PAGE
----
North Korean threat and spectre of a conflict
Is peaceful coexistence with neighbours and paying immediate and urgent heed to food problem the main responsibility of the regime or is it developing nuclear weapons to threaten everyone around and live in the state of constant crisis to realise the short-term narrow interests the ultimate goal? The altruistic and rational answer would seem obvious but that may not be the chosen path, writes Omar Khasru
NORTH Korea agreed to suspend its nuclear weapons programme in a recent deal. The announcement of the agreement was made on February 29 simultaneously in Pyongyang, North Korean capital, and Washington, DC. This was supposed to pave the way for the resumption of stalled talks and a possible nuclear disarmament treaty with the North Korean regime.
Less than two months after that promising and hopeful announcement, North Korea issued a new, ominous and specific threat to its neighbour, saying it would reduce South Korea to ashes in less than four minutes. The only possible and viable way to carry out such wholesale destruction, unless it is an empty threat, would be by nuclear arms. That would indicate that the North has an array of such destructive weapons stashed away.
No other country in the civilised world even under the worst possible circumstances would issue such intimidating warning to another country. No other country in the modern day threatens a neighbour of total obliteration and devastation, with the possible exception of Sudan against the newly created South Sudan. But the stealthy and enigmatic North Korea does this almost routinely, except this time the serious threat is more specific, more sinister and more stern and strident.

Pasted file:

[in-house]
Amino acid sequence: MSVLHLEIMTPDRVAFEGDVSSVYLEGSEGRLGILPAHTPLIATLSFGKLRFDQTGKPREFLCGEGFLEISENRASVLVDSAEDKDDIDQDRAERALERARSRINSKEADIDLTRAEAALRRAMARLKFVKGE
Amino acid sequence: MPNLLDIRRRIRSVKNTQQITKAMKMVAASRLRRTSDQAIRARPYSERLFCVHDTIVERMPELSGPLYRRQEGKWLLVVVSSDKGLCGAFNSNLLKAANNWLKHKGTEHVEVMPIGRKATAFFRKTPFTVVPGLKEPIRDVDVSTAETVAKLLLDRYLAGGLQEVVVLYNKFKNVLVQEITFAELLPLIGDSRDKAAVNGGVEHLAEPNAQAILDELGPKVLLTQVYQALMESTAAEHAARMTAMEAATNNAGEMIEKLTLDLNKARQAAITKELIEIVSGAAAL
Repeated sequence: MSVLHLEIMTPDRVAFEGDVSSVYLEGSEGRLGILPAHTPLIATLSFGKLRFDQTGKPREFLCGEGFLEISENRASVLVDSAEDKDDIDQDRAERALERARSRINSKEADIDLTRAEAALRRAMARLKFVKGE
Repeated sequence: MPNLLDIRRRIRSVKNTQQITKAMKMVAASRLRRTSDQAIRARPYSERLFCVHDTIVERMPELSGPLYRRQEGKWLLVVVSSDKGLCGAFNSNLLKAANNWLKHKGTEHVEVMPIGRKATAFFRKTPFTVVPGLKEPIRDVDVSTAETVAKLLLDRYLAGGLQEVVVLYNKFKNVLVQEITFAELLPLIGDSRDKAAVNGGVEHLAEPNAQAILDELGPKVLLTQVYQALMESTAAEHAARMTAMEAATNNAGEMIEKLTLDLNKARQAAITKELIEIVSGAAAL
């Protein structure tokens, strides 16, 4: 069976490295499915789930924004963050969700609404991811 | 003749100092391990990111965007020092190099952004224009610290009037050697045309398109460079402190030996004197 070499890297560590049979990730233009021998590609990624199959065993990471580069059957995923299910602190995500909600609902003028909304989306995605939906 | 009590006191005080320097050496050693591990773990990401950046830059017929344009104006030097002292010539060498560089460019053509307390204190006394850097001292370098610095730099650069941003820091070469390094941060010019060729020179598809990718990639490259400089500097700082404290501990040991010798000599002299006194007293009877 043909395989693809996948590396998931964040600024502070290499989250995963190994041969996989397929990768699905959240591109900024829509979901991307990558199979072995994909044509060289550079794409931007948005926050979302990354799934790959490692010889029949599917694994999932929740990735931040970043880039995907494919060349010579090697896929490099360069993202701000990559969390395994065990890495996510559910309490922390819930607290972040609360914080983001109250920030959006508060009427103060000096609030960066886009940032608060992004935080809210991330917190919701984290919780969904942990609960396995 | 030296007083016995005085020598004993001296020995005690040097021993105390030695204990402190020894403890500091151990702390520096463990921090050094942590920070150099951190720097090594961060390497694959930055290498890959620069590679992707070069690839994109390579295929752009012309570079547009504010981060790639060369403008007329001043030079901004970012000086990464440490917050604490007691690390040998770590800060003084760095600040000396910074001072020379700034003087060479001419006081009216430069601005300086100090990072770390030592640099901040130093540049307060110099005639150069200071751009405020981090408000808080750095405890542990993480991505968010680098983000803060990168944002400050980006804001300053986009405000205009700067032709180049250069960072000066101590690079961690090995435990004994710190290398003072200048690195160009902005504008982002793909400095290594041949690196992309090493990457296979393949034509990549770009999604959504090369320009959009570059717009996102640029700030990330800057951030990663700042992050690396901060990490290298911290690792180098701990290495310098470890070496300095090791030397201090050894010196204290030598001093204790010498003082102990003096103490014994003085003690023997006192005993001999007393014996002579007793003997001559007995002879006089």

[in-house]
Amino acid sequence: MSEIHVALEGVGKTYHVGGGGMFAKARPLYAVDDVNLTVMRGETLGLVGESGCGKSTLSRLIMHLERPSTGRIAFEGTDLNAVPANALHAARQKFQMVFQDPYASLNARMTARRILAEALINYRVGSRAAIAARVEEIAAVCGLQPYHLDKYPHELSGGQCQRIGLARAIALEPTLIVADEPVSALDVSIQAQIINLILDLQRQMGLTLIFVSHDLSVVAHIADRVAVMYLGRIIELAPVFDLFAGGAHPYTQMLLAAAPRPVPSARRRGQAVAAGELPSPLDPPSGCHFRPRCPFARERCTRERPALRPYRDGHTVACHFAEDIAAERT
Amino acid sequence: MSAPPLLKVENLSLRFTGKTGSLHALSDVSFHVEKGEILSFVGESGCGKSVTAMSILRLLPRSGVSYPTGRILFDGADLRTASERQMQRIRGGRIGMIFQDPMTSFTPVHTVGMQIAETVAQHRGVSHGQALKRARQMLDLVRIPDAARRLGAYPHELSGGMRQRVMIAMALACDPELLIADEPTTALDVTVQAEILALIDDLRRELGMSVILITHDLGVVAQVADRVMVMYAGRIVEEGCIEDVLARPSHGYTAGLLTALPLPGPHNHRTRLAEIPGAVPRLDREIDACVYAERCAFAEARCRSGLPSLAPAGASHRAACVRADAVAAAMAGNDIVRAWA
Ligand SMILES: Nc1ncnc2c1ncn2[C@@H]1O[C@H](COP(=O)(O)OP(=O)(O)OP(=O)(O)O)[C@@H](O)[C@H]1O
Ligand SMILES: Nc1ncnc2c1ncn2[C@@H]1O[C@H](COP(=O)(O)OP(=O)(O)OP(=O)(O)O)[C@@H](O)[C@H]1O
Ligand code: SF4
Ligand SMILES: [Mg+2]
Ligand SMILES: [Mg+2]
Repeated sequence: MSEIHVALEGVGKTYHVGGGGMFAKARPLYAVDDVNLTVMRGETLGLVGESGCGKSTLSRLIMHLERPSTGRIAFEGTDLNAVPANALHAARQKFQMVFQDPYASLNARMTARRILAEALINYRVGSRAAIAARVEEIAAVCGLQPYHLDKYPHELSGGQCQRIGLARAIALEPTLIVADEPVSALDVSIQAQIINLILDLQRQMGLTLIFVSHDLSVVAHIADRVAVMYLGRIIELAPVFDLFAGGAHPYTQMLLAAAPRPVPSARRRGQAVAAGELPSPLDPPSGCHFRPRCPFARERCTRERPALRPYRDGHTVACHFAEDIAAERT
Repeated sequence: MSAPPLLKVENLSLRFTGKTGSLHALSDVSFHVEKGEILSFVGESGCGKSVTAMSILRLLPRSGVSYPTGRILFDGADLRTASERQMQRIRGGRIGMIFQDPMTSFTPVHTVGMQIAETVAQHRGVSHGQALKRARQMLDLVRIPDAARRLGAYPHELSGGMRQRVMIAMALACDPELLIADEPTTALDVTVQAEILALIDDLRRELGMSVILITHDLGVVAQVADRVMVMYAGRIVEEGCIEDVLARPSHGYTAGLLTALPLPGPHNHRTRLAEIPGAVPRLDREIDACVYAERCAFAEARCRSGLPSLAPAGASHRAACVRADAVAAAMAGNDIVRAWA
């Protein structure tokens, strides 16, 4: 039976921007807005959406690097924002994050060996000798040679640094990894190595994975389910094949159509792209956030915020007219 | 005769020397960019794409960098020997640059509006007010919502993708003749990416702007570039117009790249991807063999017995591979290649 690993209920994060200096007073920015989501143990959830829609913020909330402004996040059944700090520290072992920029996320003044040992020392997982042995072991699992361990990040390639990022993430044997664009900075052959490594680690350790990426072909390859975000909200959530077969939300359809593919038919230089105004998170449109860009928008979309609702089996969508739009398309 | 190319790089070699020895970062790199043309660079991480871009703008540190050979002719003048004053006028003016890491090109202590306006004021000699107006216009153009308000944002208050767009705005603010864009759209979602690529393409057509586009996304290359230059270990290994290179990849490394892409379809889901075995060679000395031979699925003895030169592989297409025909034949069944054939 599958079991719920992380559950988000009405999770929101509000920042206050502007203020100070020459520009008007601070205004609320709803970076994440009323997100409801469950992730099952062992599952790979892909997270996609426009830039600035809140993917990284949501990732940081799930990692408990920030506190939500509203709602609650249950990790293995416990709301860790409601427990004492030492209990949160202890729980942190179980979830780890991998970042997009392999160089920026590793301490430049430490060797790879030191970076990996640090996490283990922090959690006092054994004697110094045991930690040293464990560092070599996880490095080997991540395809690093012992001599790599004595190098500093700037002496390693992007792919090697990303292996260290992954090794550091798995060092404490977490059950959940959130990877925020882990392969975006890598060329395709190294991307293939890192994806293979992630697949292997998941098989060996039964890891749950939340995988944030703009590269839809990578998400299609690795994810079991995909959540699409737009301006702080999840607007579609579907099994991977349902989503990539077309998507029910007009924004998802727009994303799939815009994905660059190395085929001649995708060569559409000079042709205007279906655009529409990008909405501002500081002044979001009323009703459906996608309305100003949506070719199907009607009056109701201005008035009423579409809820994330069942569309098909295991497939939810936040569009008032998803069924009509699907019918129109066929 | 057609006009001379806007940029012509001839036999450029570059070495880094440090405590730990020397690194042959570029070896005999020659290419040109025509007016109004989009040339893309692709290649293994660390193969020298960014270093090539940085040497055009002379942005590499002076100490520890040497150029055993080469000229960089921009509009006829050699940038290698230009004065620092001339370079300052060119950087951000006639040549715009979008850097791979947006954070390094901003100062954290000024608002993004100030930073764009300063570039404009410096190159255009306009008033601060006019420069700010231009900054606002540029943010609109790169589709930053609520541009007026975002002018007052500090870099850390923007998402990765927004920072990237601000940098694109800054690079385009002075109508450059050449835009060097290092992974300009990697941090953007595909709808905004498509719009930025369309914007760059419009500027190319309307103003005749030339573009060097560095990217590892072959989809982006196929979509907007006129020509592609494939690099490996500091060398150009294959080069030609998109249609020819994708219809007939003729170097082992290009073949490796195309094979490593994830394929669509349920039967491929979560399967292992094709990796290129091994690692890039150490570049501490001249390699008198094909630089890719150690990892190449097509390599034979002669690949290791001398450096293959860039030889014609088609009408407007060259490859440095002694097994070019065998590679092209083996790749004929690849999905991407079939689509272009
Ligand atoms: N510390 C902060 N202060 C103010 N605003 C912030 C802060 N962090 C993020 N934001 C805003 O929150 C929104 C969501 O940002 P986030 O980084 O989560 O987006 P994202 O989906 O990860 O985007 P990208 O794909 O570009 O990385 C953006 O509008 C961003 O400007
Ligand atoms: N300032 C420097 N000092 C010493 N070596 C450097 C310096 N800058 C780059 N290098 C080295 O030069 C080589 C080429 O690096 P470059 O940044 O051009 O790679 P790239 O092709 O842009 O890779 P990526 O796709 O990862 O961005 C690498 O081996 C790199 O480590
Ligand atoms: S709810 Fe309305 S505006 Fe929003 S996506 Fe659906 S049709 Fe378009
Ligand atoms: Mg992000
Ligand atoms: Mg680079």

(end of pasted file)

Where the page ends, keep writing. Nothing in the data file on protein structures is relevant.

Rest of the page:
The grim statement on April 23 was made on state-run television, interrupting regular programming, amidst rising tensions in the Korean peninsula. The menacing threat, disrupting regular TYV viewing, was an obvious attempt to add zeal, urgency and importance and a clear cut ‘we mean business’ message.
Earlier in the month, despite stringent objections from the US, Japan and South Korea and disregarding warning from the international community, North Korea launched a long-range rocket on April 13. The rocket disintegrated minutes after launch and fell into the sea.
The White House press secretary said the failed launch ‘threatens regional security, violates international law and contravenes its own commitments.’ He added, ‘North Korea is further isolating itself by engaging in provocative acts, and is wasting money on weapons and propaganda displays while the North Korean people go hungry.’
Under a recent food pact with the United States, North Korea agreed to refrain from long-range missile launches and nuclear tests. In exchange, the United States would provide a year’s worth of healthy and high protein food for children younger than 10 and pregnant women.
In order to demonstrate its compliance to the deal North Korea insisted that the rocket was merely to put a weather satellite in orbit and not a missile. The US and South Korea, however, considered it a ballistic missile test in disguise. Such launches by North Korea breach UN Security Council resolutions.